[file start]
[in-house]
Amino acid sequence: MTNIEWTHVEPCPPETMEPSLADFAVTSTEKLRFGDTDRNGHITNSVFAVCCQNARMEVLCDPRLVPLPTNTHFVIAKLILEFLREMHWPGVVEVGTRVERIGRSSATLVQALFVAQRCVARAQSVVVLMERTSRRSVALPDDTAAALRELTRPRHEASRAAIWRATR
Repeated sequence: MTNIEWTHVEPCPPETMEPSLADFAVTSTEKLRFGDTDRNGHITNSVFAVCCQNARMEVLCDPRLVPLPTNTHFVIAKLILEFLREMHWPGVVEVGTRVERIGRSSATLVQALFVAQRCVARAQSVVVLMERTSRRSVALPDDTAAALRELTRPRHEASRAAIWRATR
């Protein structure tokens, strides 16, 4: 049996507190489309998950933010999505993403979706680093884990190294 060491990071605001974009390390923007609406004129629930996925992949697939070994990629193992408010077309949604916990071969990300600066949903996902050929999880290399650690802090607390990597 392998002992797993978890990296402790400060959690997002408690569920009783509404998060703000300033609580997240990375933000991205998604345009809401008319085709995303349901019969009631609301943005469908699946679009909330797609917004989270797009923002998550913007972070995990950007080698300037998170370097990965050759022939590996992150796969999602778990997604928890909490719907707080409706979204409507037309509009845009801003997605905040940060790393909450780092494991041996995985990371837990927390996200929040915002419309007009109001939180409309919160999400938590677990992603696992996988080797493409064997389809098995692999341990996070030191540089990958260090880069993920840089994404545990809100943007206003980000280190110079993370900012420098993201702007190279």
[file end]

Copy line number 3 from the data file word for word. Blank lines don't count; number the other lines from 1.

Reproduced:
Repeated sequence: MTNIEWTHVEPCPPETMEPSLADFAVTSTEKLRFGDTDRNGHITNSVFAVCCQNARMEVLCDPRLVPLPTNTHFVIAKLILEFLREMHWPGVVEVGTRVERIGRSSATLVQALFVAQRCVARAQSVVVLMERTSRRSVALPDDTAAALRELTRPRHEASRAAIWRATR